5 Main Risks of a Crypto Wallet
This blog post will cover:
- Loss of access
- Losing a physical wallet
- Unwanted change of ownership
- Is it worth it to have a crypto wallet?
Using services such as online crypto exchanges to trade or buy crypto comes with fees and concessions over your privacy that are well worth the received convenience in return for most people. However, some still choose to have their own non-custodial crypto wallet. Getting a crypto wallet becomes more and more popular, but its risks and problems are often ignored. Here are the most important things to consider if you are thinking about storing your tokens in your own wallet.
It is possible to access most crypto wallets with only a public and private key, without any further authentication — that’s why many phishing attempts from hackers happen. Private keys can be just as vulnerable to data breaches as passwords. Unlike passwords, private keys can never be changed, so once a private key gets leaked an owner will need a new crypto wallet to be safe. Storing a hard-to-remember private key in a text file on the computer or written down on a note in the office also makes the scammers’ job much easier.
What to do: Make sure to securely and conveniently store your private key — this will lower the chances to become a cyber crime victim. Read our article about hardware wallets and cold storage.
Unless we are talking about a cold wallet that hackers need physical access to get into, a usual wallet will stay a potential target for hackers. This is true in the case of online banking and other services as well, but still most online financial service providers are robust companies with serious data protection solutions. Many indie crypto wallet providers that offer services that don’t have the level of cyber protection you expect them to have. There have been numerous incidents in the past years of millions of dollars getting stolen by hackers from wallets that were not protected well enough.
What to do: ensure to choose a crypto wallet provider that has a proven high standard for cybersecurity. Here’s a crypto wallets guide we wrote for you.
Loss of access
Remembering credentials is not usually very hard. For most services people can just use their email address, that they will definitely not forget and a password, that they have been most likely using for decades. However, remembering a public key and private key is an entirely different task. Most people do not even try to remember their crypto wallet credentials, so they just write it down somewhere or keep it in a text file, but that can result in other people having unwanted access. Furthermore, unlike in the case of many services, if you forget your private key, there is no way to retrieve or change it. Without your private key, you will lose access to your tokens forever.
What to do: it’s best to learn your credentials by heart. If you can not physically remember them, find a good safe place to keep them. Better have this data in some encrypted form, and hide the decryption instruction somewhere else.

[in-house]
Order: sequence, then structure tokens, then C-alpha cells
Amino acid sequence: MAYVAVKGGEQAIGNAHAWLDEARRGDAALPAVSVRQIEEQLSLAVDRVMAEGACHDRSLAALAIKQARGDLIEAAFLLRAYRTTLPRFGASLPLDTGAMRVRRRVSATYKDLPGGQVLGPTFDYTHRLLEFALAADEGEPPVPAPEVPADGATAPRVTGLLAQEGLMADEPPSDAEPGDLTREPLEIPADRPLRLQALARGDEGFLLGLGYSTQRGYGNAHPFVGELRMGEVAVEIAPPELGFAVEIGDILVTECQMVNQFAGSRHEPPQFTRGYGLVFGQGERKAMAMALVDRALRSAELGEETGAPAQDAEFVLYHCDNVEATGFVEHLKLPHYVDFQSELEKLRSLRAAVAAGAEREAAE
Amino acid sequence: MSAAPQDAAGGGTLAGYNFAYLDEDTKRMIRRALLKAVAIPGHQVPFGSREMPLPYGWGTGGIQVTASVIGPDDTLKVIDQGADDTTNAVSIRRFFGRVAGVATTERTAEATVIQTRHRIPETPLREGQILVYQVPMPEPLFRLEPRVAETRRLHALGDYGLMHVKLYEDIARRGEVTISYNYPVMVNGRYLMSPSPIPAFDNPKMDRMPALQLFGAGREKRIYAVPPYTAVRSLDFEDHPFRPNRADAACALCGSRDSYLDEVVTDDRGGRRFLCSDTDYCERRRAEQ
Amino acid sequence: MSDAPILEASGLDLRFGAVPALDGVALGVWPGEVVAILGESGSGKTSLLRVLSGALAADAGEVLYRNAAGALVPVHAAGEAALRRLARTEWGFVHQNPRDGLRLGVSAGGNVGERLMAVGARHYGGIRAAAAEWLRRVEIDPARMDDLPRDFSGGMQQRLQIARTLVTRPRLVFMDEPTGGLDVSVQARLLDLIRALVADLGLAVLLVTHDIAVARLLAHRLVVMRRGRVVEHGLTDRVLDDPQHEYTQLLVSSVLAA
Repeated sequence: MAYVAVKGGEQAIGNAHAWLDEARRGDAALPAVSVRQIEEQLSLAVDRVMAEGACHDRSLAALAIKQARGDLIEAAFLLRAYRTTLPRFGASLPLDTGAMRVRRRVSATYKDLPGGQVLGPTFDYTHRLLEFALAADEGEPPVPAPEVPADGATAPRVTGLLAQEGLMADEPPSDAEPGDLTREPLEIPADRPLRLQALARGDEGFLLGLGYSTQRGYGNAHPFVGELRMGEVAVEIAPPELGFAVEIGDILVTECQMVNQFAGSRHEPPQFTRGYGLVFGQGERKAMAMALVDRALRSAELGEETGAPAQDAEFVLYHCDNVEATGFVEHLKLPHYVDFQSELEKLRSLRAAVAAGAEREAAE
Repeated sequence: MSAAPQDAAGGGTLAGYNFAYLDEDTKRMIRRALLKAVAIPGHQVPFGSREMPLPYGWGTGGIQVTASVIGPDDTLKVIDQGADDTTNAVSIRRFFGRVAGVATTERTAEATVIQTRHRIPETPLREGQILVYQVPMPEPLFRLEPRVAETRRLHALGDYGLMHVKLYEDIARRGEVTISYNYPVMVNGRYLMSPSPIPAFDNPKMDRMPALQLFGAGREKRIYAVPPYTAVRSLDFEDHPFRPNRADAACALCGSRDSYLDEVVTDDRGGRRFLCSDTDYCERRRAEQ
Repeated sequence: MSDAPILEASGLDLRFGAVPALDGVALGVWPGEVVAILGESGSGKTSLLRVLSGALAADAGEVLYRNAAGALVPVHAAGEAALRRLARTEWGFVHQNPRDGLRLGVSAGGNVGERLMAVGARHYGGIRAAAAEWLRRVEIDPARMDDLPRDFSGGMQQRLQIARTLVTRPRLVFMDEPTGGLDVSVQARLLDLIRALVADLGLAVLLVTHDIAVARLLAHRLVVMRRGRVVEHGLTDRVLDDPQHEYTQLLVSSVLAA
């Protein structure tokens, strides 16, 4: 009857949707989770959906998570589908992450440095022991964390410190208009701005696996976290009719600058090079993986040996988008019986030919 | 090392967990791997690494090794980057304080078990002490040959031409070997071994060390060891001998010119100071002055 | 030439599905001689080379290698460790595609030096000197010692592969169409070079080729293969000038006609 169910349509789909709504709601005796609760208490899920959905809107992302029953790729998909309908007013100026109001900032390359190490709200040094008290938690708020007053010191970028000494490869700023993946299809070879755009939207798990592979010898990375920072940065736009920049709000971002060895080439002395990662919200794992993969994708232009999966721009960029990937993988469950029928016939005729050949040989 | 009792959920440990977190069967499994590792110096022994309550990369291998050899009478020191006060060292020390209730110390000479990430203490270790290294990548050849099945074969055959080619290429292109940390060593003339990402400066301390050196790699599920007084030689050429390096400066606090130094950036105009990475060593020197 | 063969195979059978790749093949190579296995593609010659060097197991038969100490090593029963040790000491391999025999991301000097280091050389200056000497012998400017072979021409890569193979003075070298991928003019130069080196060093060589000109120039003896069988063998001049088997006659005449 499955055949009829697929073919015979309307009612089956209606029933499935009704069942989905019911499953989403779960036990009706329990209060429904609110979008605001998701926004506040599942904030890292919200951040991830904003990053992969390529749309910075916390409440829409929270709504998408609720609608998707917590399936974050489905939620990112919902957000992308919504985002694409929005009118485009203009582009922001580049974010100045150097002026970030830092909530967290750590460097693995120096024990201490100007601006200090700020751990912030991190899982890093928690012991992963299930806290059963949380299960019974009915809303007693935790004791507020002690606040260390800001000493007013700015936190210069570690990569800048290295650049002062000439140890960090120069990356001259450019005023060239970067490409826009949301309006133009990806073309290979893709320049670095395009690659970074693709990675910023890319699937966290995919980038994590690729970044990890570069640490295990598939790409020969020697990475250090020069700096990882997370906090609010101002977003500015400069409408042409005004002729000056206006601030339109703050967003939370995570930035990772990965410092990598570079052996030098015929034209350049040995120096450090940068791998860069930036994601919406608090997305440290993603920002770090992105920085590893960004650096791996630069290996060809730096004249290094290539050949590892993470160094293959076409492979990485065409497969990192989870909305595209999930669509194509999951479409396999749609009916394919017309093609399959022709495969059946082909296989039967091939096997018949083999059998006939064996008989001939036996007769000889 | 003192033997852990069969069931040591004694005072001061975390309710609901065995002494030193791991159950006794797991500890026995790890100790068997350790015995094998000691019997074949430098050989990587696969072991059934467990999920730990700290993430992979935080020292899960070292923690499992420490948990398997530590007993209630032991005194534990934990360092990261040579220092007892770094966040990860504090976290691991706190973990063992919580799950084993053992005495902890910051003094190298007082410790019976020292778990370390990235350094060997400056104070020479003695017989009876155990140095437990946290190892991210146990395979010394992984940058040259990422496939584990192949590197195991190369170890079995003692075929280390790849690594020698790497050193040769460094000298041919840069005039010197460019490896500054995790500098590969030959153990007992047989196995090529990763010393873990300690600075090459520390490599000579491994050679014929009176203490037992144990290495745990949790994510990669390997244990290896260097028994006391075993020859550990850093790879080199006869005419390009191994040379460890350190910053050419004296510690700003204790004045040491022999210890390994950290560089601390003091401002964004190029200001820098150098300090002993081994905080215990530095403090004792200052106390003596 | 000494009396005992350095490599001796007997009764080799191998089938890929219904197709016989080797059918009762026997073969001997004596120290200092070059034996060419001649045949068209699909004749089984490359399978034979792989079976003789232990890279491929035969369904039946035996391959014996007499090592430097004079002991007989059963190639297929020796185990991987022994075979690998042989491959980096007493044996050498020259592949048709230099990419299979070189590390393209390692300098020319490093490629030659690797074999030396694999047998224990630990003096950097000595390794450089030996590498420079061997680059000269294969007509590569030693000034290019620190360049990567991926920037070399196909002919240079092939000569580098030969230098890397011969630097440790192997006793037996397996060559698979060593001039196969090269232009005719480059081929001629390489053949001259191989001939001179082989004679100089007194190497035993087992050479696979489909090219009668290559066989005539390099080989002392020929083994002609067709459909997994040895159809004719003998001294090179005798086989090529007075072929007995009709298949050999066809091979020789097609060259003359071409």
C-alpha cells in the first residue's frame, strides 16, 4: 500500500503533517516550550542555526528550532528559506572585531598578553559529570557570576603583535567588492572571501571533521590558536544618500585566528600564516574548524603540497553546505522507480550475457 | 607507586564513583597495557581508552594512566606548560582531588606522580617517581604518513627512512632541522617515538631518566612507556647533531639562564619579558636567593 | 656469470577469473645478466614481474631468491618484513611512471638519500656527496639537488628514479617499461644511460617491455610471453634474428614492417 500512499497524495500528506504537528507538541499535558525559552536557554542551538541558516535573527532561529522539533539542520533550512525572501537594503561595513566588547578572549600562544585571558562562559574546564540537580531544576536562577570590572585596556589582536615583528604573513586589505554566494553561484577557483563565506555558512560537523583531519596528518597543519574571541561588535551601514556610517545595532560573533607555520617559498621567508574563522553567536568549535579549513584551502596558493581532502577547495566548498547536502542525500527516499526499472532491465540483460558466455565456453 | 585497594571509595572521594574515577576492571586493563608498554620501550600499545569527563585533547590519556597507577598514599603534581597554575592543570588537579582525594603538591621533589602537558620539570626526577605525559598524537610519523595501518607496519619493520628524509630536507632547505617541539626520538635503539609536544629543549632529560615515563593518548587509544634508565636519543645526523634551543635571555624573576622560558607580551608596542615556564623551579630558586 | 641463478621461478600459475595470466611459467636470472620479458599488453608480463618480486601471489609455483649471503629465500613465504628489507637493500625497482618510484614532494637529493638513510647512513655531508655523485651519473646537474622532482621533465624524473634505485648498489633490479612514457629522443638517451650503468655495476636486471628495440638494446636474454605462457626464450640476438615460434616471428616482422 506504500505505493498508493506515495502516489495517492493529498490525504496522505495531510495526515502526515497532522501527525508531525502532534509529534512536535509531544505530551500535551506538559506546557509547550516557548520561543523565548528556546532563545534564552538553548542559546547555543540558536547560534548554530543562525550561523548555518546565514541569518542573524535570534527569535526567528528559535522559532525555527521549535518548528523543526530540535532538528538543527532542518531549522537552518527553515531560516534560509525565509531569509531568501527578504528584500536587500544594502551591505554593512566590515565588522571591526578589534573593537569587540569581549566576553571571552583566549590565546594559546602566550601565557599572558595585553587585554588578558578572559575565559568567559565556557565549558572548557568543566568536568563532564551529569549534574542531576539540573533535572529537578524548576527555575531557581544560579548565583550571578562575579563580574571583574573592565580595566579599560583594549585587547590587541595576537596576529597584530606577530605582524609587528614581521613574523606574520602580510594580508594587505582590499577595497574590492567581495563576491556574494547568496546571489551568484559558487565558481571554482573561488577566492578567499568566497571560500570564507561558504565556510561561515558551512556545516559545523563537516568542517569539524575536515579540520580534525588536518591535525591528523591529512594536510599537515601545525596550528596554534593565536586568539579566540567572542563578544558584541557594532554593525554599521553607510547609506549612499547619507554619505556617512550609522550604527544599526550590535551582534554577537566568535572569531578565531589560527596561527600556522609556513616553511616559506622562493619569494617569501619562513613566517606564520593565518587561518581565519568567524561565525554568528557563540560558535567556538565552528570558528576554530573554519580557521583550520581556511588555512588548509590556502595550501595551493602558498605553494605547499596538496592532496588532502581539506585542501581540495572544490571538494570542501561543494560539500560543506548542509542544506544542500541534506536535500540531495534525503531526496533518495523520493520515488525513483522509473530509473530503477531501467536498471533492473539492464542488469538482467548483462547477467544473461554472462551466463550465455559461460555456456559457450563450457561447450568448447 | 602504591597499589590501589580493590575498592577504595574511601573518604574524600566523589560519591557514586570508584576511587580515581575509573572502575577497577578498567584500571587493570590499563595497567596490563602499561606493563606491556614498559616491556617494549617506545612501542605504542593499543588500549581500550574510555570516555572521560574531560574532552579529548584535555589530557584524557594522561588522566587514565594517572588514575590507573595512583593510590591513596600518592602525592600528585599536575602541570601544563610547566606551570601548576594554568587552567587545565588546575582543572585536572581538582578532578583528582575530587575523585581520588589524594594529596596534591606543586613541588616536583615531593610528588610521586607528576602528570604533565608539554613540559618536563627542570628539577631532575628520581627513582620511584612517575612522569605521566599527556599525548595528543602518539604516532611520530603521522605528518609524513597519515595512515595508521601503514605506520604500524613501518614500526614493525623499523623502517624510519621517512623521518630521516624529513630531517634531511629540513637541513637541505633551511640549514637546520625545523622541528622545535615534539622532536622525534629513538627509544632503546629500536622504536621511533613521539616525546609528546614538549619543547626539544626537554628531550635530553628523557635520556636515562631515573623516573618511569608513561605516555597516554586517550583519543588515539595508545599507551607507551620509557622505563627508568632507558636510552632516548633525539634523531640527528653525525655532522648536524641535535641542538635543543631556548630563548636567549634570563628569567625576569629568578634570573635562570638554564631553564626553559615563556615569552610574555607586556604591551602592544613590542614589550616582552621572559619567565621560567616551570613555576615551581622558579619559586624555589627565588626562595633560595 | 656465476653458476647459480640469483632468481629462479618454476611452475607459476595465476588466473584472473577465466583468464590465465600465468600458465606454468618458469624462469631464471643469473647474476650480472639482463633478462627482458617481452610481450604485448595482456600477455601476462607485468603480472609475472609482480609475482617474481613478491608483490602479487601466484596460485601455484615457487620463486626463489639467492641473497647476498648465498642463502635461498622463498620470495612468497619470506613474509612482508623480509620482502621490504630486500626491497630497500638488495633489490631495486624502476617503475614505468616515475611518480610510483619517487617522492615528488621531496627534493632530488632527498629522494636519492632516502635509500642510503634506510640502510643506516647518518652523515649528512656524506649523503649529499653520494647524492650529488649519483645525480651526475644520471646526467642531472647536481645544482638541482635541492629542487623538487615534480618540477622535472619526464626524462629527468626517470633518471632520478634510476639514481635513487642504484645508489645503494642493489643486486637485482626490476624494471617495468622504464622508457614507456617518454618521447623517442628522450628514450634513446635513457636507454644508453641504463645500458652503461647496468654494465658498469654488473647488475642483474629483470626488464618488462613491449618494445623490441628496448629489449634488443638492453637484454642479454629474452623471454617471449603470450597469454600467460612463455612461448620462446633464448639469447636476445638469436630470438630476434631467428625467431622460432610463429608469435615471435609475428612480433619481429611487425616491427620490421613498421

Losing a physical wallet
Having a physical cold wallet may seem like a solution to many of these problems, but it has its own disadvantages. Having a physical key to perhaps most or all of your savings essentially takes you back to the financial system of the middle-ages, when people used to carry around pouches of gold worth several years of their salary. Losing a cold wallet, means losing money. If someone steals a cold wallet, one also loses his/her money. It’s better to avoid damaging a cold wallet.
What to do: if you’ve chosen a cold wallet to keep your data, ensure it is placed in a place where it won’t be broken or stolen from.
Unwanted change of ownership
A bank account always belongs to a certain person, but a crypto wallet technically might not really even belong to a specific person. Anyone who has the public and private keys has the money. Of course, like everything else, this is also more complicated from the legal perspective, but if one shares his/her crypto wallet with someone else, such as husband/wife or family and things go wrong, nothing is stopping anyone knowing the private key to take the money.
What to do: of course, you might have different reasons to give your private key to someone you trust, but remember that no one is safe from divorce, fights and betrayals. We’re not saying it’ll happen to you, but please be careful who you share your private information with.
Is it worth it to have a crypto wallet?
It all depends on your personal preferences and what you want to do with your crypto. If you are very protective of your personal data and belongings, then you might prefer having your own crypto wallet to access your crypto. Crypto wallets are better suited for storing tokens for a long time with no or minimal fees, while using 3P services are better if you want to trade crypto on a short-time basis.
Read this article in order to understand how to avoid crypto scam schemes.
SimpleSwap reminds you that this article is provided for informational purposes only and does not provide investment advice. All purchases and cryptocurrency investments are your own responsibility.